Picture this – exploring diversity in children’s publishing

Animals dominate Australian picture books.

From a banana-eating piranha to a greedy pug, a very cranky bear to an invisible possum, they offer a way for children to explore sometimes difficult emotions and ideas – from a safe distance.

But the dominance of zoological critters in publisher’s lists could also reflect a cultural blind spot, says UTS doctoral candidate and Social Impact Grant recipient, Emily Booth.

“Animals appear in Australian picture books at over four times the rate that people from diverse backgrounds do.”

It’s a disparity that can’t be explained by relatability alone, according to Emily, who – together with volunteer-run, not-for-profit Voices from the Intersection – collected and analysed data on picture books published in 2018 to explore diversity (or its lack) in Australian children’s literature.

“Characters who could not be identified as Indigenous, People of Colour, people with disability, or LGBT occur over three times as often as protagonists from marginalised communities.”

This finding is potentially important for all children, whatever the background, according to Emily.

“Picture books help you learn to read but also how to understand stories. They are a kind of template on how to be a child, how to exist,” she says.

“If they exclude people from diverse communities, then there are also kids potentially sitting there thinking no-one in this book looks like me, no-one in this book speaks like me, no-one has the same sort of life as me.”

It’s an alienating experience too many small children have, according to Emily.

“The underlying message is: you don’t belong on the page.”

For the project, Emily scrutinised the AustLit database, the National Library of Australia and other bibliographic services as well as other publicly-available content to determine not only the kind of titles making it to publication but also whether that content was written and/or illustrated by people from diverse communities.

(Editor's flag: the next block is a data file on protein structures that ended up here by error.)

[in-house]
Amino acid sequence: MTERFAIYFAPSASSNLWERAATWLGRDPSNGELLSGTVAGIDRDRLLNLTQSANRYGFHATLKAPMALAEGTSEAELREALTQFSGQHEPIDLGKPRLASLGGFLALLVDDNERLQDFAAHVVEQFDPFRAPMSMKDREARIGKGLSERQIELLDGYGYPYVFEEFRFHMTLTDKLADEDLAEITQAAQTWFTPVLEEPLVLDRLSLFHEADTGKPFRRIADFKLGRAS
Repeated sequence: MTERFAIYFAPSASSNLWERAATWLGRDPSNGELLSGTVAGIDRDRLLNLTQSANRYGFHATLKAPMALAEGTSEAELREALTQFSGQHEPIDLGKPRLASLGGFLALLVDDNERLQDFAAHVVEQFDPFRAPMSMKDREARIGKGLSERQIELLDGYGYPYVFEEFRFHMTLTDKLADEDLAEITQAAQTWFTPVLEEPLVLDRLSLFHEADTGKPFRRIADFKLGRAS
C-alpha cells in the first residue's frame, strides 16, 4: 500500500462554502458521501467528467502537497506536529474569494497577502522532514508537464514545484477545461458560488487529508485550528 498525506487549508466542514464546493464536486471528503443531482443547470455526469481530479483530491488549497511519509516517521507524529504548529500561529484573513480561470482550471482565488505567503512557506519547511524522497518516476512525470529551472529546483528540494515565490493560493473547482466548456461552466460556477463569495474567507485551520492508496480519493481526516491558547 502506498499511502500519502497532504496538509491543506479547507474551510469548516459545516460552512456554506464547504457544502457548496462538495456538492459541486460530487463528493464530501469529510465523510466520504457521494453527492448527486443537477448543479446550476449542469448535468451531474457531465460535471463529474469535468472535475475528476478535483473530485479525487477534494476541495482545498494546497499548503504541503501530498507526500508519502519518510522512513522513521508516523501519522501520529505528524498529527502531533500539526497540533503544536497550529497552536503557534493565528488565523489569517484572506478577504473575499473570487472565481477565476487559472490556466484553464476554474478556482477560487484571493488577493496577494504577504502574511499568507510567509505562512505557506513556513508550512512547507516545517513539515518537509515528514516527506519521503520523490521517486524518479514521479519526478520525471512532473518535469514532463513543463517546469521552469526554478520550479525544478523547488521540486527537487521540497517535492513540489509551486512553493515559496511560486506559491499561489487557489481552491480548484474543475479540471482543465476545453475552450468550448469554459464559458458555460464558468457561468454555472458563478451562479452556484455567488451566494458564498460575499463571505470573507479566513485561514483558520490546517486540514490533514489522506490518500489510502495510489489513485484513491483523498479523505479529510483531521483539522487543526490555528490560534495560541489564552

Voices from the Intersection will use the collected data in their campaign to increase diversity in the children’s publishing industry, but ultimately Emily also hopes the data goes some way to ensuring that more high-quality books get published full stop.

“Increasing diversity is actually about making art more valuable, about making it more entertaining, more engaging,” she says.

“If you write a disabled character and you don’t have that experience yourself it’s less likely to be authentic. We avoid narrative clichés, clichés with metaphor, but we also need to be aware about clichés of identity – about avoiding stereotypes. Diversity and quality aren’t different things.”

*Emily Booth is not a spokesperson for Voices from the Intersection. Her comments reflect her personal interpretation of the project findings.

The Problem

Picture books feature in most Australian’s childhoods, but they can fail to reflect a range of identities and the different ways that people live in modern Australia.

The Response

Emily collected data on the number of picture books published in Australia in 2018 by and about people from diverse groups – including Aboriginal and Torres Strait Islanders, People of Colour, people with disability, and those who are LGBTIQA+. This data will be used by Voices from the Intersection to campaign to increase diversity within Australian publishing.

What helped accomplish this?

Emily was able to build on methodology she had already developed to research diversity in Australian young adult fiction. She was also able to work with two of her idols, authors Rebecca Lim and Dr Ambelin Kwaymullina, who run Voices from the Intersection.

What has changed as a result?

The project team now have hard numbers with which to support Voices from the Intersection in its mission to raise public and industry awareness about the lack of diversity in Australian children’s publishing.

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Impact Area



UTS Faculty or Unit



Emily Booth, Research Assistant, IKM and Digital Studies Program
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